The Great Debate UK

from Commentaries:

Bon chance getting this deal done, Alcatel-Lucent

Photo

It beggars belief that humbled telecom equipment supplier Alcatel-Lucent could be scooped up by a Chinese rival with nothing better to do. Huawei or ZTE seem credible candidates. The question is, why would they ever bother?

PLA soldiers perform during a rehearsal of a musical drama in Beijing

That didn't stop shares of Alcatel-Lucent from rocketing up as much as 21 percent on Wednesday on rumors of an unnamed suitor. Momentum was helped by a rating upgrade on the depressed stock by French broker Natixis. The shares later settled back somewhat to trade at 2.75 euros, up 12 percent on the day in Paris.

Why would a Franco-American company that is widely considered a failed example of industry consolidation be doing the same thing over again, but with the added complexity of China in the mix?

The typical explanation for cross-border mergers involving Chinese buyers is to acquire Western branding for goods produced at lower cost in China. But didn't BenQ's 2006 acquisition of Siemens mobile handset business spell the end of that kind of easy cross-border logic?

from Commentaries:

Tech results give few clues to economy: Eric Auchard

Photo

Windows 7 touchscreen demonstrationBy Eric Auchard

LONDON, July 24 (Reuters) - Investors have proved all too ready to interpret positive earnings trends from Intel, IBM and Apple as signs of economic recovery and to justify a continued rally in technology stocks.

Now they are taking the wrong lessons in reverse by reading disappointing results from Microsoft Corp as evidence that a nascent rebound in the economy has stalled.

from Commentaries:

Don’t read too much into Intel’s success: Eric Auchard

Photo

By Eric Auchard

Intel CEO Paul OtelliniLONDON (Reuters) - Intel Corp has cheered up investors by once again making forecasts about its financial performance. The trouble with reading too much into its rebound, however, is that this is largely due to productivity gains of its own making, rather than a broader awakening of demand.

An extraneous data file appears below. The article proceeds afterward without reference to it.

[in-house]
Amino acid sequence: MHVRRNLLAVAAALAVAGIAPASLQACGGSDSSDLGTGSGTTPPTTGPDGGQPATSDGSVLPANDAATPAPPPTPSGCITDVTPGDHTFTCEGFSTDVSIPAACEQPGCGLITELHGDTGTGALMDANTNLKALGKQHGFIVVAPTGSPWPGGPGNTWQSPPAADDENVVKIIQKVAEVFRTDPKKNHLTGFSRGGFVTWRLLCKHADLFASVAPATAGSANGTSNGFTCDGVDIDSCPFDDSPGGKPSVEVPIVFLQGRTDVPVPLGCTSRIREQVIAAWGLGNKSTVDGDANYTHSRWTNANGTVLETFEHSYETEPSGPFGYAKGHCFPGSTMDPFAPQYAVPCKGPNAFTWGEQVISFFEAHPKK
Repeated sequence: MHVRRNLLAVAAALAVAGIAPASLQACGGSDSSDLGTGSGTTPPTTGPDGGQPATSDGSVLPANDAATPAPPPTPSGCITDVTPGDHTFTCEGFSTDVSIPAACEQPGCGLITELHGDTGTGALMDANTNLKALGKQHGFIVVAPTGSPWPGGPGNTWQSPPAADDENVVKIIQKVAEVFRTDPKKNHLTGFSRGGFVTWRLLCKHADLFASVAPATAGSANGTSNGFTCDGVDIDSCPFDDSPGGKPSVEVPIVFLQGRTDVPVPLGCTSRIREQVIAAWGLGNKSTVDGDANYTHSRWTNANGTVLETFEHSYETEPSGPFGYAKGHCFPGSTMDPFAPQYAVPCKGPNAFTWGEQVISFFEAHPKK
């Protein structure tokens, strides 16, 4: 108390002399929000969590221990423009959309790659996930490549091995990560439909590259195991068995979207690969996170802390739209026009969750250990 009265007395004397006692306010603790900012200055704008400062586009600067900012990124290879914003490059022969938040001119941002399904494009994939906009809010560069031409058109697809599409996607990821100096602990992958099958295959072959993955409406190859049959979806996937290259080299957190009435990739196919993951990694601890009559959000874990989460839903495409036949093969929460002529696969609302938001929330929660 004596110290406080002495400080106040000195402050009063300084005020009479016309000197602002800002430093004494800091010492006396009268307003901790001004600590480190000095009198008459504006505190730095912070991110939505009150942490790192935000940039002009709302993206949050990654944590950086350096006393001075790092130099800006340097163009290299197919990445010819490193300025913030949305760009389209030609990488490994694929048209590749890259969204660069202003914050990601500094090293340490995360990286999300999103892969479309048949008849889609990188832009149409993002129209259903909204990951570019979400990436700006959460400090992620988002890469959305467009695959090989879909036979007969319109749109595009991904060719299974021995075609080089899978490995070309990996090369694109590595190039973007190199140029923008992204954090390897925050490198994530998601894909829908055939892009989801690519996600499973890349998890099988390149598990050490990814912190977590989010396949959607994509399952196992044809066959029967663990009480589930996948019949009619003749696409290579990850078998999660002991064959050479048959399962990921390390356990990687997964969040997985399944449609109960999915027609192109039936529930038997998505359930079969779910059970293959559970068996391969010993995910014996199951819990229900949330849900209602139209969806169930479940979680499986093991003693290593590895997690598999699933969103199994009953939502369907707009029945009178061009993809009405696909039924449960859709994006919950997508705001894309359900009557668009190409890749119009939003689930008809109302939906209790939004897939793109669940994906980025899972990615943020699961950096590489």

To be sure, Intel's revenue, profit and margins surged past all published analyst expectations for the second quarter. Partly, this was merely the "snapback" that occurred after Intel throttled back production to as low as 25 percent of factory capacity in the first quarter, amid a glut of unsold chips and shriveling demand.

from The Great Debate:

China’s Web filtering starts in the West

Photo

Eric Auchard-- Eric Auchard is a Reuters columnist. The views expressed are his own --

The Chinese government has backed away from mandating filtering software on all personal computers in China, in a move that averts a dangerous escalation in its censorship powers.

But however controversial and unworkable China's plan to require Internet filters on PCs proved to be, Western firms have largely themselves to blame for creating and selling such filters in the first place.

from The Great Debate:

How Apple can take bite of business market

Photo

Eric Auchard-- Eric Auchard is a Reuters columnist. The opinions expressed are his own --

Apple Inc is taking steps to make its computers run on corporate networks, but these moves fall far short of ensuring Mac users win equal standing in business.

Full corporate access for Apple computers inside businesses remains years away. If and when it comes, acceptance is more than likely to be the result of broad trends reshaping the office computer market, rather than Apple's own product genius.

from The Great Debate:

Computer industry hopes lie in the clouds

Photo

ericauchard1-- Eric Auchard is a Reuters columnist. The opinions expressed are his own --

No one can easily define it.

But the next phase of the computer revolution is busy being born out of the ashes of the current economic crisis. The new approach delivers computing power as a service over the Web, like an electric utility, instead of making customers buy computers they manage themselves.

It goes by the hazy term of "cloud computing."

Forget your tidy distinctions between hardware and software, networking and storage, the Web and the desktop. Most disappear as they merge into the cloud.

from The Great Debate:

China Inc. takes stock after overseas buying spree

wei_gu_debate-- Wei Gu is a Reuters columnist. The opinions expressed are her own --

Abundant liquidity, government support and a strong yuan fueled Chinese companies' overseas buying spree.

But since they went out at the peak of the market and did not have a clear strategy for acquisitions, it should come as no surprise that most of those deals have turned sour. Once bitten, twice shy.

  •